That email I wrote to the Key Largo Wastewater Board made the paper. I’m glad. The prior news story about Tobin walking out of the meeting made it sound like the board members are just fighting over nothing. I suppose it looks that way on the surface. But there are deeper concerns over staffing issues and transparency. As these concerns go unaddressed anxiety grows, prompting some commissioners to probe a little deeper. Then others push back against that. It seems they’re in a bit of a spiral. It’s not constructive.
I do stand corrected on one thing. Dan Saus is a “B” operator. Still, the main point stands. The permit requirements are a bare minimum. They are coverage requirements. It takes more than that to run the plant. The District was able to negotiate lower staffing levels because it proved it could meet Advanced Wastewater Treatment (AWT) standards well before it was required. It didn’t happen with bare minimum staffing levels.
When I became the Operations Manager, the District was in permit trouble. The root cause was that we had one very frazzled wastewater treatment plant operator and a couple of inexperienced trainees. I rotated in a couple of experienced operators, who’d been out on the collection system. There was a bit more to it than that, but once that root issue was addressed everything began to fall into place.
Wastewater treatment plant operators don’t just stand around all day with a license in their hand. It takes a lot more than that. They have to have a working knowledge of biology, chemistry, mechanical issues, regulatory issues, etc. They need to diagnose and correct plant issues. They sample and do lab work. They are monitoring certain plant parameters. They need to know what to look for, what it means, and what to do if they see something heading in the wrong direction. Their work is invisible to most people, but it is critically important, especially in the Keys.
Well, I’ve said my piece. I’m certainly not going to argue over it. It’s not my baby anymore.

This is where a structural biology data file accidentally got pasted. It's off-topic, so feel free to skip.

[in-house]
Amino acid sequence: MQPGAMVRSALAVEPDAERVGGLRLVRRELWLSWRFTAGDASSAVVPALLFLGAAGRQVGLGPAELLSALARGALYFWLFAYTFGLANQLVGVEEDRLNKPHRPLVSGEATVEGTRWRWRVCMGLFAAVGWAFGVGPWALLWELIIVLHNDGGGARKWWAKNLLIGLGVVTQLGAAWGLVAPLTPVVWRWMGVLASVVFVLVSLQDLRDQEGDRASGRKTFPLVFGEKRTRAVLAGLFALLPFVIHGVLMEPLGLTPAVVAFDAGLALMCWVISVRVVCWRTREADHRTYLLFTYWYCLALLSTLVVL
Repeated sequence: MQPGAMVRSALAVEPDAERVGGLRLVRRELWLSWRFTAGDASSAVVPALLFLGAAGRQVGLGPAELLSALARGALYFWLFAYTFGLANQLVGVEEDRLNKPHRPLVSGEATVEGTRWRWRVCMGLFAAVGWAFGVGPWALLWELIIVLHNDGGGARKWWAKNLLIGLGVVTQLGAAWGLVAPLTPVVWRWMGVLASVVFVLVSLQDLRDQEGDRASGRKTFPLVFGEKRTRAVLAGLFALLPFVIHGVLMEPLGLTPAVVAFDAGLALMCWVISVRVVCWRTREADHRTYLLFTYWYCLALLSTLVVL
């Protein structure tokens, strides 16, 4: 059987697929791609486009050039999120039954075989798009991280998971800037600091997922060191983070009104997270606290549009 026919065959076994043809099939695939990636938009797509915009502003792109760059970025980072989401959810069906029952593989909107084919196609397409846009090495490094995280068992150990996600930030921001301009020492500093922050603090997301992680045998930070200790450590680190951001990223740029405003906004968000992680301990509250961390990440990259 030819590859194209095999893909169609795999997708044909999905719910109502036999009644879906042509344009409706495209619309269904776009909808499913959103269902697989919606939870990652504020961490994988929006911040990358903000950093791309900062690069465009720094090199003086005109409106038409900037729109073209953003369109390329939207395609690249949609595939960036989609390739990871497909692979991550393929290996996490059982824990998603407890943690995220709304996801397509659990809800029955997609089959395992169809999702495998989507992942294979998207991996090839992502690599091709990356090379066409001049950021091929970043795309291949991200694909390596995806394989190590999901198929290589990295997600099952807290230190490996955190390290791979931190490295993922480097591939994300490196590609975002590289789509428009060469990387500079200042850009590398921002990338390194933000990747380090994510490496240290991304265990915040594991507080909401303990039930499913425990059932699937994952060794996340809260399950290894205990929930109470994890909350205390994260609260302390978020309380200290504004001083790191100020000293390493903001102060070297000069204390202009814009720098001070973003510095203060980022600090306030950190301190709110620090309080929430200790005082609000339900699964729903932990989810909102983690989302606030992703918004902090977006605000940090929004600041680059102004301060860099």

I could not disagree more about the staffing requirements at this wastewater plant. The law states that the current staffing of a Category II Class B treatment plant should be 16 hours 7 days a week. The plant was given some kind of variance and only must staff 4 hours 5 days with a check each weekend day. After the expansion the plant will be classified as a Category I Class A the law states that the staffing requirements are 24 hours 7 days a week. Again somehow the plant was given some kind of variance and only must staff 6 hours a day 5 days with a check each weekend day. This should be corrected to keep trained staff onsite for emergencies that arise. 3 Million Gallons a Day is about 2100 gallons per minute. Do you really believe there is not going to be anything go wrong or break on a weekend or after 4pm on week days ? There could be 2100 gallons a minute of sewage spilling into the ocean wrecking our reefs !! No automation can take the place of a human to stop a spill !! I live here for the reefs and would of never agreed to such staffing. I would like to know that all the money we have spent on a collection system is not squandered by understaffing the plant, causing raw sewage to enter the ocean. This was a REALLY BAD DECISION !!!
Keep in mind the District has been staffed at a higher level than the bare minimum permit requirements for the past few years. Realistically, it takes more than that to run the plant and meet AWT consistently over the long term. Also, as you point out it’s a good idea to make sure peak flow times are covered. At least in my opinion. Obviously there are people at the District who disagree. They get to make those decisions now and deal with the consequences. I get to write about it on the internet. The District is getting very close to the bare minimum permit requirements now. That is what Comm. Tobin and Comm. Majeska are concerned about. They see licensed operators leaving and not being replaced. That’s why I wrote the original post. The newspaper article made it all sound like a silly slap fight over a lawyer bill. There’s more going on in the background. I would definitely be uncomfortable going as low on staffing as the permit allows. I think they are really cutting it close. As you pointed out, the stakes are high.
They have been staffing 1 shift, knowing the highest flows I’m sure are after 6pm each day is crazy dangerous.
At one time there were overlapping shifts. Not sure of the situation now.